"Exceptional People is an absorbing study albeit academic. It strongly advocates the need to establish a global migration agenda and clearly shows that the advantages of migration far outweigh the disadvantages: Migration Shaped Our World and Will Define Our Future."--Arab News

"Exceptional People is an excellent book. It would make a great addition to readings lists for graduate and advanced undergraduate courses dealing extensively with migration. Its wide scope will provide plenty of ideas for new academic projects, and its conclusions invite reflection and further discussion."--Chris Minns, EH.net

"Migratory movements have been a persistent component of the human condition, and motivation for migration has varied considerably over time and with respect to the world's constantly shifting political and economic realities. This excellent book provides a broad history of migration. . . . [R]equired reading for anyone interested in the future implications of this most compelling of human activities."--Choice

"Exceptional People is packed with surprising insights. . . . [T]his is a book of bold ambitions ably fulfilled."--Daily Star, Bangladesh

"This book deserves to be widely read. Its principal messages that migration has been an integral part of human history and that migration brings real benefits to origin and destination countries, as well as to the migrants themselves, are well taken."--Ronald Skeldon, Journal of Human Development and Capabilities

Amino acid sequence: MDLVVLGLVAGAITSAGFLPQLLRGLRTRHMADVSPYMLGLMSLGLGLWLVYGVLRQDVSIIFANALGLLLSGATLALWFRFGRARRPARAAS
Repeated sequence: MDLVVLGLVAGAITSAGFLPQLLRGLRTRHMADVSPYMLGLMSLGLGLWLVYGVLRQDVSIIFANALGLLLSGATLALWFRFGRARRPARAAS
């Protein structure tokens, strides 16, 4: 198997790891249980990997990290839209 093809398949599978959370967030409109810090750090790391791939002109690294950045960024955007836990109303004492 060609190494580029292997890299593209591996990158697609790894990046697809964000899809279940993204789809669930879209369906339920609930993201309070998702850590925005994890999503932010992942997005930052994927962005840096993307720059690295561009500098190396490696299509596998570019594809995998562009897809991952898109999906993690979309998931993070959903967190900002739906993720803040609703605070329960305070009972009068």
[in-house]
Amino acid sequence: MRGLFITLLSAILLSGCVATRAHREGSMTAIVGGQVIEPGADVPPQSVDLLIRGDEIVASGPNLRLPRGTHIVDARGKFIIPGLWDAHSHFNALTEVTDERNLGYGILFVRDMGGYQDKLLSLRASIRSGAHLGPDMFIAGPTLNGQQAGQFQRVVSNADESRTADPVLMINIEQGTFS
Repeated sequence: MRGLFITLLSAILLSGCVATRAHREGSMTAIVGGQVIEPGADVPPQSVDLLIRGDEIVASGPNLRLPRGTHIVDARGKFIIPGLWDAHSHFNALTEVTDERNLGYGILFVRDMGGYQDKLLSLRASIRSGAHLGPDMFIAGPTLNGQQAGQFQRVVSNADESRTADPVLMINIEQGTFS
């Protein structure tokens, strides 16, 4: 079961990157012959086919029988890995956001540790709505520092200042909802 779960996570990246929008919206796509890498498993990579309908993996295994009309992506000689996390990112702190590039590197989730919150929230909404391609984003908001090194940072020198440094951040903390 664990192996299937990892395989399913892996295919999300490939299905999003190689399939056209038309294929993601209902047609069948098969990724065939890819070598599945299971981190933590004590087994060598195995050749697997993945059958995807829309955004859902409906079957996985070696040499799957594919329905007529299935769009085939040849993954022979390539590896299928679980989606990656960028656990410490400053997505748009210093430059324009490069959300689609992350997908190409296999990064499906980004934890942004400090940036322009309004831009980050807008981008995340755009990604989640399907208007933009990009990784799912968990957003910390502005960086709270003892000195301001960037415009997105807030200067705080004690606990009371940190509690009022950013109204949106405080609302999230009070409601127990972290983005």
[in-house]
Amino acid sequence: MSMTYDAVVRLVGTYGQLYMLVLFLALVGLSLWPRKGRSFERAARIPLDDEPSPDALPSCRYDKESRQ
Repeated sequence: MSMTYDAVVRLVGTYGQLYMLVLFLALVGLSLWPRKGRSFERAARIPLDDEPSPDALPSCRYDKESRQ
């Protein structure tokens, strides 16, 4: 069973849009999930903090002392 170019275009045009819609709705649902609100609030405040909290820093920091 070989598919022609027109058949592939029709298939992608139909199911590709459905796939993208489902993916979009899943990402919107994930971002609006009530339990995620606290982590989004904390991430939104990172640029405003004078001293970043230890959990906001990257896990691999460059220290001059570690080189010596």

"Exceptional People is a wonderful reference for a wide audience. With its comprehensive review of the scholarly field, clear articulation of the migration debates, constant insights, practical policy suggestions, and rich collections of data (including thirty-seven figures and fourteen tables), the book is a great resource for researchers as well as policy makers. Its chronological structure and elegant writing style, together with many boxed cases illustrating specific groups and events of migration, also make it easy to read and suitable for classroom use."--Lisong Liu, Journal of World History

"I found the book very readable and interesting. . . . The third part of the book is particularly insightful and provides an agenda for the free movement of people that can be debated. The book covers a lot of material and would be perfect as an introductory text for undergraduate and graduate courses on migration. . . . [I]t is a refreshing read from ordinary 'doom and gloom' readings. I recommend it wholeheartedly."--James Raymer, Journal of Regional Science